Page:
Sheet Metal Safety Tips that Affect Costs

While many professionals in the sheet metal business can agree on all of the following safety issues, there are times that “common sense ” is sometimes overlooked. Much of managing and implementing proper safety standards and procedures begins by brainstorming situations and estimating the effects of not having reasonable safety procedures in place. Working without a plan, in a new production environment or where characteristics of the environment change, exposes workers to the “trial and error” effects on injury. It doesn’t take a whole lot of planning to foresee, prevent, or at least reduce the possibility for injuries.

When safety is compromised, injuries can increase a company’s overhead cost, which ultimately increases part costs and/or reduces a company’s profits.

Gene Barsaleau, 1 of our cost estimating trainers, who also had been working in the sheet metal business for 30 years, has the following recommended tips and real life experiences he shares here:

Top 10 Sheet Metal Safety Tips for Manufacturing that Affect Costs

1.) Gloves– Select good ones and don’t just carry them – wear them. “They can be a hand saver, even when you or your co-workers may think the immediate job is “a quick move and carry.”  Take the time to get your gloves on for protection. A simple cut not only can become a serious infection it can delay and/or affect your ability to remain employed. This costs you and your company money. Even if you are still able to work its likely you are operating less effectively.”

2.) Too big to handle – Recognize what is too big to handle. “Too many times I’ve seen workers, even family members, go at a job or task with the ‘I can do it attitude’ and that’s just when injury likes to lend a hand (no pun intended).”

3.) Don’t scrimp on hoisting equipment – “Material moving tools are expensive, but losing an employee is much worse. The good news is that an effective hoisting tool can greatly reduce the time to manufacturing parts by reducing the time to move parts and materials. The time savings converts to cost savings. Pass this cost savings along to your customer, reap higher profits, or both. It can be a win-win for all.”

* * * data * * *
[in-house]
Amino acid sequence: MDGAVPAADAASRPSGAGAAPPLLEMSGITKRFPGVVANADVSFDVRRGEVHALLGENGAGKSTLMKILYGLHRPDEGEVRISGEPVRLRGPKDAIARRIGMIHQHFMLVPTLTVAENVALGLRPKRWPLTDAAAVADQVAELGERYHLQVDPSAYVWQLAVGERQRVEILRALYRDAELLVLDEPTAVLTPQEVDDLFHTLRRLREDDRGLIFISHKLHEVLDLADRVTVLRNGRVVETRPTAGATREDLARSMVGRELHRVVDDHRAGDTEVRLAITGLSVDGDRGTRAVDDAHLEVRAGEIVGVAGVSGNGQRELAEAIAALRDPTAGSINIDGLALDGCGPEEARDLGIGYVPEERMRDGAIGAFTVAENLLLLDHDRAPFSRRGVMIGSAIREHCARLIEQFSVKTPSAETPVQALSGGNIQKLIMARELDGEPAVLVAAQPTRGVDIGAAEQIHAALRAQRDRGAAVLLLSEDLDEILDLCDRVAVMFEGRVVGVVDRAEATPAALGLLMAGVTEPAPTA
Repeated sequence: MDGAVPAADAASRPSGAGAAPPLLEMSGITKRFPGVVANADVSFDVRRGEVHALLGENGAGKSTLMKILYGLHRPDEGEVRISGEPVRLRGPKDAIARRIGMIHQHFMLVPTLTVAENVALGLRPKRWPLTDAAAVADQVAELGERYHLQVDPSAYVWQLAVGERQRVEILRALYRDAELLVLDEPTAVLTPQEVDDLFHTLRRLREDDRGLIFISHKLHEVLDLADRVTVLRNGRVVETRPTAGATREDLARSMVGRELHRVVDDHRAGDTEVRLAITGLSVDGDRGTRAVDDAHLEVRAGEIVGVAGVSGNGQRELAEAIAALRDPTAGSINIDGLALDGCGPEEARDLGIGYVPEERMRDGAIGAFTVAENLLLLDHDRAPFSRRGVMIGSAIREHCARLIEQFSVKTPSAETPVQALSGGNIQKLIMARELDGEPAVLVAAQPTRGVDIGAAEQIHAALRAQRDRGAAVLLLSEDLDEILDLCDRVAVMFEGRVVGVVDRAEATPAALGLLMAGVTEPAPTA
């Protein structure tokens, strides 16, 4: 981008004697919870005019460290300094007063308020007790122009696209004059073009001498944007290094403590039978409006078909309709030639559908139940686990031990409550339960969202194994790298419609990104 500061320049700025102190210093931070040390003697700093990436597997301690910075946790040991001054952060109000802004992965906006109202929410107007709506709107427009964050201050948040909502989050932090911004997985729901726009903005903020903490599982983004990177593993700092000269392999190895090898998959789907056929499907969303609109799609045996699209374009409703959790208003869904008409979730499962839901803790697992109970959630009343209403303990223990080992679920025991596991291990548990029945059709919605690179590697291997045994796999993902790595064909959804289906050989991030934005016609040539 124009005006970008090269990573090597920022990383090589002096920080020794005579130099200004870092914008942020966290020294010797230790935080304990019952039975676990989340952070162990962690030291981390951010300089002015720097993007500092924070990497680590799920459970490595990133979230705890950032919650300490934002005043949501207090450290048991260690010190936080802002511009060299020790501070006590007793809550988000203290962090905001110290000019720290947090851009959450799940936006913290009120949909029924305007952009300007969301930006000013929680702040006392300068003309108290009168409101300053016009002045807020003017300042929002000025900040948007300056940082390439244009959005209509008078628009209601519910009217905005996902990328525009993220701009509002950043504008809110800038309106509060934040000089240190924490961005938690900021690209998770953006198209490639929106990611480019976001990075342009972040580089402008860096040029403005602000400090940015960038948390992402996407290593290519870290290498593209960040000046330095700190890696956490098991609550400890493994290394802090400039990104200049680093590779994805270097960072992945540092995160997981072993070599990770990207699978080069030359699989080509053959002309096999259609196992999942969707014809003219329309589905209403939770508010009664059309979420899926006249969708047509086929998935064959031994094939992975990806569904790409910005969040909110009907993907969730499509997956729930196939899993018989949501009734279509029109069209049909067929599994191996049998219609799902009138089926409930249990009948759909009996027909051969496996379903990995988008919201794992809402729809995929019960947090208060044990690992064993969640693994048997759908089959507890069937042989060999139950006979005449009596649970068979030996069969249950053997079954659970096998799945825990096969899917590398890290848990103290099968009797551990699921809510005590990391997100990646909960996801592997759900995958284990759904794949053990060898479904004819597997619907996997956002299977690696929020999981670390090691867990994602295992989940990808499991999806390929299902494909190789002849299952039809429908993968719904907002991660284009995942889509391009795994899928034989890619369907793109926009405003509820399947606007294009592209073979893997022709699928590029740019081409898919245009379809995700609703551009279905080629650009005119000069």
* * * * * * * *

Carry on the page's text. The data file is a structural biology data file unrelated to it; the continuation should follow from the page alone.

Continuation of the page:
4.) Don’t try to stop Inertia – Inertia, (the resistance of any physical object to a change in its state of motion or rest, or the tendency of an object to resist any change in its motion), rules how easy it will be to stop “out of control” metal from causing harm to you or others – “get out of its way.”

5.) Know the limits of fork lift trucks – Just because you aren’t the driver doesn’t mean you should be ignorant to its limitations of gravity and strength. “I once dropped a 40″ plate of steel because the back wheels lost contact with the floor.”

6.) Safety Glasses/ Helmets – “While it’s easy to throw this on the list it’s not easy, or acceptable, to show graphically what can happen to the eyes or head when impaled with flying debris – wear them always.”

7.) Hearing Protection – “What did you say? Don’t be a hero…save your hearing!”

8.) Steel toe shoes – “These can make a difference between having toes and not having them!”

9.) No loose clothing – We hear this more and more. “Don’t become another statistic because you had strings attached.”

10.) Don’t work under the influence – While obvious… always read the labels. “Even over the counter medications can affect your ability to function safely.”

Leave a Reply